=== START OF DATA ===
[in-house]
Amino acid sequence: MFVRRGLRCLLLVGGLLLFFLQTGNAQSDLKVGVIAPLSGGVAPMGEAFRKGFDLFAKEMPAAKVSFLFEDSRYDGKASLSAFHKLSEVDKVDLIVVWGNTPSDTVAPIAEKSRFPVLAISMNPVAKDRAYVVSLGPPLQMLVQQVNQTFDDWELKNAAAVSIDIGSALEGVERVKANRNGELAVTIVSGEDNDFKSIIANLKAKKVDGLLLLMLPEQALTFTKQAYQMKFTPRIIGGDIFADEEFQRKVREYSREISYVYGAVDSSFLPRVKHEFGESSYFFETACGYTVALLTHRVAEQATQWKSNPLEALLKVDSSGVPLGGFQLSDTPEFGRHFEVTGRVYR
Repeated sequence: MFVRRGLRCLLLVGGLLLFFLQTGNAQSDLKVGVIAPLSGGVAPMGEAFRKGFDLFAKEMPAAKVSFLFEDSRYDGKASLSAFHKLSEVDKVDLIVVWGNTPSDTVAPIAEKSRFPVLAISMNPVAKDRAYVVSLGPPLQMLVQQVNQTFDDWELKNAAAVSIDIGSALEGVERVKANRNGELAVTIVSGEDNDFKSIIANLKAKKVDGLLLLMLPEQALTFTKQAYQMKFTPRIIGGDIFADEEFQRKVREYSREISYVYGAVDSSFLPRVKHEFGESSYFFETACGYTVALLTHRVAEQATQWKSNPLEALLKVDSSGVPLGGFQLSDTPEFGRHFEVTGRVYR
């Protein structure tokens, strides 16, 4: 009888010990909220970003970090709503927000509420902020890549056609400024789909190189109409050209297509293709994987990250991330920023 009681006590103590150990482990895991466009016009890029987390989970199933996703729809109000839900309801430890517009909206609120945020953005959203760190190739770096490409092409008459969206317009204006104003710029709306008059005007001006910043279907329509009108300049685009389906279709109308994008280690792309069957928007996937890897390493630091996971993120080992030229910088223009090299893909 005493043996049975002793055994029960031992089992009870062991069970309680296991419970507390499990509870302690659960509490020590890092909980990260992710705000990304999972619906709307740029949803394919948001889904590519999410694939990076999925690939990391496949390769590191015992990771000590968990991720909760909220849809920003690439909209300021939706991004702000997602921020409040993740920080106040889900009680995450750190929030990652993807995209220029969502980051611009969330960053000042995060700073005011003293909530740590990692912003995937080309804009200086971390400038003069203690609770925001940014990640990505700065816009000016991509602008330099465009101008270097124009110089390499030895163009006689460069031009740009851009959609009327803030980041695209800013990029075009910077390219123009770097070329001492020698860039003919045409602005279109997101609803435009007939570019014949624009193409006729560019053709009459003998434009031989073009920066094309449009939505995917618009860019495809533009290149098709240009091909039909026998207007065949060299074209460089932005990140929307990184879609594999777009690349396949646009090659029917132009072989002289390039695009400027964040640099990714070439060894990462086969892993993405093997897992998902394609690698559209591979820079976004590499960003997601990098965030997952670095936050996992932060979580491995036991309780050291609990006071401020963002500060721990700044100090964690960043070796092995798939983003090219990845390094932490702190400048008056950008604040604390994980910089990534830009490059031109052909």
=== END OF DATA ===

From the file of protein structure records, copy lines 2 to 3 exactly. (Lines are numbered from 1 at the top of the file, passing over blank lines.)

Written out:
Amino acid sequence: MFVRRGLRCLLLVGGLLLFFLQTGNAQSDLKVGVIAPLSGGVAPMGEAFRKGFDLFAKEMPAAKVSFLFEDSRYDGKASLSAFHKLSEVDKVDLIVVWGNTPSDTVAPIAEKSRFPVLAISMNPVAKDRAYVVSLGPPLQMLVQQVNQTFDDWELKNAAAVSIDIGSALEGVERVKANRNGELAVTIVSGEDNDFKSIIANLKAKKVDGLLLLMLPEQALTFTKQAYQMKFTPRIIGGDIFADEEFQRKVREYSREISYVYGAVDSSFLPRVKHEFGESSYFFETACGYTVALLTHRVAEQATQWKSNPLEALLKVDSSGVPLGGFQLSDTPEFGRHFEVTGRVYR
Repeated sequence: MFVRRGLRCLLLVGGLLLFFLQTGNAQSDLKVGVIAPLSGGVAPMGEAFRKGFDLFAKEMPAAKVSFLFEDSRYDGKASLSAFHKLSEVDKVDLIVVWGNTPSDTVAPIAEKSRFPVLAISMNPVAKDRAYVVSLGPPLQMLVQQVNQTFDDWELKNAAAVSIDIGSALEGVERVKANRNGELAVTIVSGEDNDFKSIIANLKAKKVDGLLLLMLPEQALTFTKQAYQMKFTPRIIGGDIFADEEFQRKVREYSREISYVYGAVDSSFLPRVKHEFGESSYFFETACGYTVALLTHRVAEQATQWKSNPLEALLKVDSSGVPLGGFQLSDTPEFGRHFEVTGRVYR